Tuesday was another bloody day in Cairo: Clashes between the supporters and opponents of ousted President Mohammed Morsi left 11 dead, according to the country's Health Ministry, and a blast at a security building northeast of Cairo wounded at least 12 policemen.
From Cairo, NPR's Leila Fadel filed this report for our Newscast Unit:
"The Ministry of Interior said in a statement that the explosion ripped through the first floor of the provincial security headquarters in the city of Mansoura, northeast of Cairo. The attack came just after midnight.
"Egypt's security forces have come under near daily attack in the largely lawless Sinai Peninsula, since the overthrow of president Mohammed Morsi on July 3rd. A policeman was killed in northern Sinai earlier today.
"But the bombing is the first major attack on police outside of that restive area. And it heightens fears that the deep divisions over the ouster of the Islamist president could plunge Egypt into a spiral of violence."
As for the clashes, the worst fighting happened near Cairo University, where the Morsi supporters have set up shop. The Los Angeles Times reports the violence between the two sides has intensified recently.
The Times adds:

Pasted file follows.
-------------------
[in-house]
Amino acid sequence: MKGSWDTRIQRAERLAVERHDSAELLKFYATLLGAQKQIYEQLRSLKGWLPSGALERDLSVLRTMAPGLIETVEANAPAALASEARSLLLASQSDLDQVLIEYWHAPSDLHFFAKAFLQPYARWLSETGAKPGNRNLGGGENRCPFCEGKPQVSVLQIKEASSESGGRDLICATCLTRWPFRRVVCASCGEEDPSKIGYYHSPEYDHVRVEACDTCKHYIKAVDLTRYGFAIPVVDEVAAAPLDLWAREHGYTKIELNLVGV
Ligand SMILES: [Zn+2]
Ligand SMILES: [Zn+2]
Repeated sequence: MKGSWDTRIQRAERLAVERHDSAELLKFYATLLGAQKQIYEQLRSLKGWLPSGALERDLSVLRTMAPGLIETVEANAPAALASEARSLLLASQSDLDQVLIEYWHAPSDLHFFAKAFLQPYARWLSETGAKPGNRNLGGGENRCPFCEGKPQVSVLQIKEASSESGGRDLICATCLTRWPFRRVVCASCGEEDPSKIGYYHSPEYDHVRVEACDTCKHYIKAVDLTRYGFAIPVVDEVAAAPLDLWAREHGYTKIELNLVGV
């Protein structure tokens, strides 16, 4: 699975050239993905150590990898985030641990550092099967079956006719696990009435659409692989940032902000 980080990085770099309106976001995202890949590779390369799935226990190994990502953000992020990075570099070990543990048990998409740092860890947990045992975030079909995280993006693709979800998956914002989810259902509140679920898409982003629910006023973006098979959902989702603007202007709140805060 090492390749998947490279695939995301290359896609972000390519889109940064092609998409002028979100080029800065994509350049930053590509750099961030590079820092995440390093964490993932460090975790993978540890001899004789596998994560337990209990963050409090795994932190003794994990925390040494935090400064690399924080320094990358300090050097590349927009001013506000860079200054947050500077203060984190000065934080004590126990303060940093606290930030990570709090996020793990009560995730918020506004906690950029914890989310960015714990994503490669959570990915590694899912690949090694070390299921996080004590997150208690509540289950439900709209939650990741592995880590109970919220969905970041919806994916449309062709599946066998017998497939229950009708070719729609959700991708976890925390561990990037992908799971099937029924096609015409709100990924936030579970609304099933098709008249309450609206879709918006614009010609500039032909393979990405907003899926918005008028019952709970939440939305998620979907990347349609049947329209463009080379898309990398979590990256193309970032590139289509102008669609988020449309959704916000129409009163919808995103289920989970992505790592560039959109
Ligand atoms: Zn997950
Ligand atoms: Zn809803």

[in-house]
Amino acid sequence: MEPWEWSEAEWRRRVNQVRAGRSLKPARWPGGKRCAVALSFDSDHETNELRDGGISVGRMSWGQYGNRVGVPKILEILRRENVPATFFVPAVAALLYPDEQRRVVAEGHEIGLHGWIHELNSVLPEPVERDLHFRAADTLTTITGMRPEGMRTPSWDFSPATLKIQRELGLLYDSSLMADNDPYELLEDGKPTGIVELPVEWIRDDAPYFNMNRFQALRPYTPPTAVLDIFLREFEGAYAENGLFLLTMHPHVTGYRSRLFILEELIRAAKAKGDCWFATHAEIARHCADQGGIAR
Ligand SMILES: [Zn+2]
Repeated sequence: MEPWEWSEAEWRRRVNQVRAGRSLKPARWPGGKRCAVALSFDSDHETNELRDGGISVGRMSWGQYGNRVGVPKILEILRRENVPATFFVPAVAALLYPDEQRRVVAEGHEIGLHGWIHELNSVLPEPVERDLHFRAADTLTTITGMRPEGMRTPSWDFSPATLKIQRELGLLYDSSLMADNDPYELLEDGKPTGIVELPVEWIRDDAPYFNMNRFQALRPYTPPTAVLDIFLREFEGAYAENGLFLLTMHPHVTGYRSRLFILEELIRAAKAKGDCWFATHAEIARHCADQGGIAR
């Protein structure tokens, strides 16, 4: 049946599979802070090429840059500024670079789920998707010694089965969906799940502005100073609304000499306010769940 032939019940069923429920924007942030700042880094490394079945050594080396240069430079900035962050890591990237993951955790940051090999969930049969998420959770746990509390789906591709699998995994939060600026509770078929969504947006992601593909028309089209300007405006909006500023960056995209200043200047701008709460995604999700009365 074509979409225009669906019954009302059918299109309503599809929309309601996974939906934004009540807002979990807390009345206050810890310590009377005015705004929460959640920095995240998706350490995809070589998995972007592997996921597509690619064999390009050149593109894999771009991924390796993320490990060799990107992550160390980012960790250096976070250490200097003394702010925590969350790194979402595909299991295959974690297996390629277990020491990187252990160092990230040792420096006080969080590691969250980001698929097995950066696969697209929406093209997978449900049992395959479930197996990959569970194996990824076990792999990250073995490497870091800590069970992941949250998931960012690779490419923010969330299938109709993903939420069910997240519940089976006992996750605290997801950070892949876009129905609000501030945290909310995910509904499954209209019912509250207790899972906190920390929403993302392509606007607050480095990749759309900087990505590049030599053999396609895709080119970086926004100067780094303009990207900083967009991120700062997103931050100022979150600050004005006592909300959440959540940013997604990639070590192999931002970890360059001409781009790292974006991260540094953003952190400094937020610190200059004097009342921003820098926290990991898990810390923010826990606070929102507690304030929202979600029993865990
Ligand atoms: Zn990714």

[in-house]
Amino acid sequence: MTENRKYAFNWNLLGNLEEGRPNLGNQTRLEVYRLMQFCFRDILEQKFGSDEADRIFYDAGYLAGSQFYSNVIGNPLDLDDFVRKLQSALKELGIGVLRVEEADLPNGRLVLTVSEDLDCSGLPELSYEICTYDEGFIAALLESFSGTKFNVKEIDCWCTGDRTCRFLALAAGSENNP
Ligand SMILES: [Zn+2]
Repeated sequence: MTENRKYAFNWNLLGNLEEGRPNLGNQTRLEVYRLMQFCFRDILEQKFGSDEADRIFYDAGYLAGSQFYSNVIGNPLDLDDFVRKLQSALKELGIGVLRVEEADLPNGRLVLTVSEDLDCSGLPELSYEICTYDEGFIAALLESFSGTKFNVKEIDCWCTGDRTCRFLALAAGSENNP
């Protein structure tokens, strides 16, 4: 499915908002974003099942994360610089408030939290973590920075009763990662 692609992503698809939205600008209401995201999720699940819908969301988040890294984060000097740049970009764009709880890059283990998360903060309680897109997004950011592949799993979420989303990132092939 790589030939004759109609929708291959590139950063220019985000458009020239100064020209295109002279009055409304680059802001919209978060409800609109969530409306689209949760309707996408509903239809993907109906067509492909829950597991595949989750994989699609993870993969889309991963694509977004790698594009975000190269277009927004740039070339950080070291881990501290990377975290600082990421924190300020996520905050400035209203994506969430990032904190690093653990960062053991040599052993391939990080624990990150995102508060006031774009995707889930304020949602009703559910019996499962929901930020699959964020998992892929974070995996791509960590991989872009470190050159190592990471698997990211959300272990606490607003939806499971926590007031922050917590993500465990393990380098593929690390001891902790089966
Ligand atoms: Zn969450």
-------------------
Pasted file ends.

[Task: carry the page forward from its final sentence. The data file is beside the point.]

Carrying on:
"Most of the anti-Morsi contingent has been bunkered in Tahrir Square. The factions have been edging closer to one another. A march on the U.S. Embassy by pro-Morsi demonstrators Monday sparked a confrontation with protesters in nearby Tahrir Square.
"Supplies of smuggled weapons have increased the bloodshed. Both sides say they have been targeted by snipers. Pistols, including some homemade models, are common and many men stand on the frontlines like urban warriors, wearing construction helmets and carrying shields of corrugated tin.
"Interim President Adly Mahmoud Mansour has called for reconciliation that will turn the country to 'a new page in the nation's book. No contempt, no hatred, no divisions and no collisions.'"
The clashes that started with the July 3 coup have killed more than 90 people.
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